Marketing: “Do we have any info or feed back from customers and what their preferences are?”
Design: “Do you mean the kind of info you would get from a marketing survey?”
Marketing: “We don’t have time for things like that!”
This really happened when I was working for a vacuum manufacturer. After that we (the designers) were told that we were being difficult. What a world!
I have two favorite Markasms:
I was taken out to the VP of Marketing’s brand new BMW and given a lecture on their craftsmanship and elegance. He then had me kneel down and look at the shimmer of the new paint. While we were kneeling down he said, “wouldn’t that blue look beautiful on our phone?”
Same Marketing VP, I was invited to his house to meet his cousin from England. Because he was European, he had a good sense of European style (I was told that too). I brought the three models of the final selection of color palette. A (BMW) blue, a silver, and a chocolate brown and warm silver version.
The VP was losing the battle on the BMW blue so I was there to be convinced by his cousin that the blue was best. His cousin liked the brown best. The clincher was his 8 year old daughter came up and said, “The blue looks dumb daddy, make it the brown”. The product was made brown.
“you don’t need a designer, you need a photocopier.”
“loose the number.”
wasnt the zune was it?
Nope, we were ahead of our time
“Beauty is in the eye of the beholder.”
…A lie, but frequently heard.
“We need it yesterday. For free.”
Rarely is this explicitly spelled out, but dig deep enough and many clients are actually thinking this…
“Ideas are cheap, it’s implementation that matters.”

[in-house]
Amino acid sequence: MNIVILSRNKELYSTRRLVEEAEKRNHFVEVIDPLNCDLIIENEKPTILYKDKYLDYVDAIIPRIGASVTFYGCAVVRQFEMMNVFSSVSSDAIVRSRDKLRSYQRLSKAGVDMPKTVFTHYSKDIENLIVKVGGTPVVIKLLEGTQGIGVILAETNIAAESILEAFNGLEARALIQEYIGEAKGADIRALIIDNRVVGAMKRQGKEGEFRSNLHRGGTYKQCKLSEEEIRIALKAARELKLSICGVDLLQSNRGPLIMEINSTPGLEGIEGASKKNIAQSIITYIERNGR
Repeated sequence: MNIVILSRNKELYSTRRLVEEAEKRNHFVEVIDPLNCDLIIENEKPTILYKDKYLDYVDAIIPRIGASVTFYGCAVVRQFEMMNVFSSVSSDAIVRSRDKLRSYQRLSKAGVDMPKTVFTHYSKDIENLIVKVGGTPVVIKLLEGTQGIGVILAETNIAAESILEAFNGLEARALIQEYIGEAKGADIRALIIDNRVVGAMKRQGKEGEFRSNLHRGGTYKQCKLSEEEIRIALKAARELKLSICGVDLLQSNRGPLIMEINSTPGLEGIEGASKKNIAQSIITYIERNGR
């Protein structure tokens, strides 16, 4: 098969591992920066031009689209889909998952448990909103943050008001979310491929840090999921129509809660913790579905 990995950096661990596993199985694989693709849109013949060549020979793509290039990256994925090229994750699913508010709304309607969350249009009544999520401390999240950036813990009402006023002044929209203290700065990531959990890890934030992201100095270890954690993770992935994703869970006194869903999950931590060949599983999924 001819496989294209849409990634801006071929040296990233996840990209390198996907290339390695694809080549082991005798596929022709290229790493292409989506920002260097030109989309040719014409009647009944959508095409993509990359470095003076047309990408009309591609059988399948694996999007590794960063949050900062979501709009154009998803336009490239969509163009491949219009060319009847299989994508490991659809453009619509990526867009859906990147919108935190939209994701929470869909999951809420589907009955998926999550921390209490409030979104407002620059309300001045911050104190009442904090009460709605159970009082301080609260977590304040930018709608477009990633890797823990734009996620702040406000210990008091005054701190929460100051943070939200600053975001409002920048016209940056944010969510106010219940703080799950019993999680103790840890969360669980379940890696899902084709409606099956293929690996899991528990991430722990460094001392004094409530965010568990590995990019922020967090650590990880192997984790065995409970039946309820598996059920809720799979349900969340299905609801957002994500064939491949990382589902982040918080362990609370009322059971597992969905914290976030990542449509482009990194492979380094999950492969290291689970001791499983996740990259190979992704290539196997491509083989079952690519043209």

“Looks fast standing still” … I never quite understood why things that don’t move should look fast…
Specifically not marketing or design, but I heard this one often:
“I don’t disagree with you.”
Maybe its just me, but I hate this type of passive-aggressive BS. What’s wrong with saying, “Good idea,” or “I’m with you on that.”
obviously already off the *isms thread and into common responses,
my fave (after a 1hr, detailed technical product presentation) first responses are-
“how much does is cost?”
“I need to fit 10 pounds of sh*t in a 5 pound bag.”
I love the one above!
Overheard in a professional design critique:
“Just 'cause you pour syrup on shit don’t make it a pancake.” I almost had to leave the room I wanted to laugh so hard.
Here’s a favorite “designism” of mine, a response to seeing a product whose concept is a cross-pollination of two other ideas:
“It looks like an A got into the B cage and spawned a brood of bastard offspring.”
Example: A hunter’s reaction to seeing a compound cross-bow
“It looks like a bow got into the rifle cage and spawned a brood of bastard offspring.”
or a designer’s response to the form factor of Apple’s original Airport base station:
“It looks like a breast implant got into the Mac cage and spawned a brood of bastard offspring.”
Feel free to add your own.
Potential candidates for cross-pollinated designs: the iPhone, hybrid cars, printer-scanner-fax machines, etc.
I’ve also heard it put as “Beauty is in the eye of the beer-holder.”
Henry Ford was once asked about innovation, his risky venture, and the cars he made, and he said this: “If I had asked people what they wanted, they would have said, ‘a faster horse’”.
In other words:
innovation must come from innovators; people don’t know what non-existent products they want until they see it and find themselves lusting for it.
(That’s one of my own )
I was onced asked if i could…
“put this pen in the replicator and make me a copy”
I heard this from a certain SCAD prof (we’ll call him V. E.).
“The client has two jobs - pay you and f@#k up your design.”
When in doubt, leave it out.
People want outcomes, not artifacts.
Silence is tactful.
Just because you can doesn’t mean you should.
Without clear goals, design is either art or gambling.
craft is a handjob.
(saw it at a museum yesterday)